Finishing Spring Ends
by George Hill
The North American Live Steamer, Volume 1 Number 10, October 1956
A method of finishing the ends of small spiral compression springs for locos, tools, etc., that I use may be of interest to fellow live steamers.
The way I proceed is to wind up a long length of music wire on a drill rod mandril held in the vise in the usual way atwixt a pair of wooden clams. Not bothering about spacing of coils, as long as they are not too far apart. I then catch the spring end and mandril in vise, and haul on the end that is free until it sets at the required pitch. Brutal, when compared with the more refined lathe winding setup, yet just as effective.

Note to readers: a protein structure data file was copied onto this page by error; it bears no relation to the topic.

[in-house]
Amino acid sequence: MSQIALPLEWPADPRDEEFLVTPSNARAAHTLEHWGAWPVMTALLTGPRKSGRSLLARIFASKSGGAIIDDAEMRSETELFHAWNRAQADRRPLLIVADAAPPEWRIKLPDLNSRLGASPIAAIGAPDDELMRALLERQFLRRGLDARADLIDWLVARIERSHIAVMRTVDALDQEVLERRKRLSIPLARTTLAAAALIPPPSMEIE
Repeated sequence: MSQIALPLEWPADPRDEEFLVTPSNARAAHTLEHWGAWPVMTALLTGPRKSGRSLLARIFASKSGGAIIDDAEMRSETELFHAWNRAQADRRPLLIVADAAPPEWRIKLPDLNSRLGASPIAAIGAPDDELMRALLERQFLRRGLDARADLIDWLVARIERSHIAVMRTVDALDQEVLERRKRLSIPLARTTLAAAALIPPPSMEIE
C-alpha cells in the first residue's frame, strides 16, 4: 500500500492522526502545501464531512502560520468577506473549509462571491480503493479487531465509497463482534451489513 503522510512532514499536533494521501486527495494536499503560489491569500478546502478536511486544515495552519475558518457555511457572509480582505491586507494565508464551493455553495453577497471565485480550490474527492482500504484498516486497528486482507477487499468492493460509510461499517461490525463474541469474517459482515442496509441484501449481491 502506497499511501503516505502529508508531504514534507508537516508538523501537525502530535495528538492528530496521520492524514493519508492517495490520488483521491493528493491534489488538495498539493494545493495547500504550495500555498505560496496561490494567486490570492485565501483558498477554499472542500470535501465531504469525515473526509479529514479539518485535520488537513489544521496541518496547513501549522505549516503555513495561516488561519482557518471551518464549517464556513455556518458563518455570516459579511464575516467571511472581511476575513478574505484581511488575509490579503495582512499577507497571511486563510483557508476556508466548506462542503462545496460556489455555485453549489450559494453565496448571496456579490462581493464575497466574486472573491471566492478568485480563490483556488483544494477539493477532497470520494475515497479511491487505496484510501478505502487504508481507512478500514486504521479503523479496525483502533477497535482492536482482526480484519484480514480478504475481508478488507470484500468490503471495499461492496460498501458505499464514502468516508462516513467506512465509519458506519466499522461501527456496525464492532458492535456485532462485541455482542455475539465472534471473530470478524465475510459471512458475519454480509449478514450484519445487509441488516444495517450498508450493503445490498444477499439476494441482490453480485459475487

Now comes the brainy bit. First cut off the springs to a length of 3 to 4 coils more than the free length required. The books say "grind the ends square" - I wonder if they ever tried it? What works for me is the resistance heating method, source of current being the electric etcher - of all things! It's a Jim Dandy for heating up the last coil or so of a spring, which can then be closed up to it's neighbor and form a nice square end good and solid. This is done with the spring again on the mandril, using a piece of tube as a pusher if the spring is at all on the short side. Try your first one with the juice turned to low, as the spring end heats up but fast. Maybe a car battery could sub for the etcher, or even a large model railroad transformer in a pinch. The ends lastly can be ground flat; even so I do not find this refinement really needed any more. The sketch will give some idea of what goes on.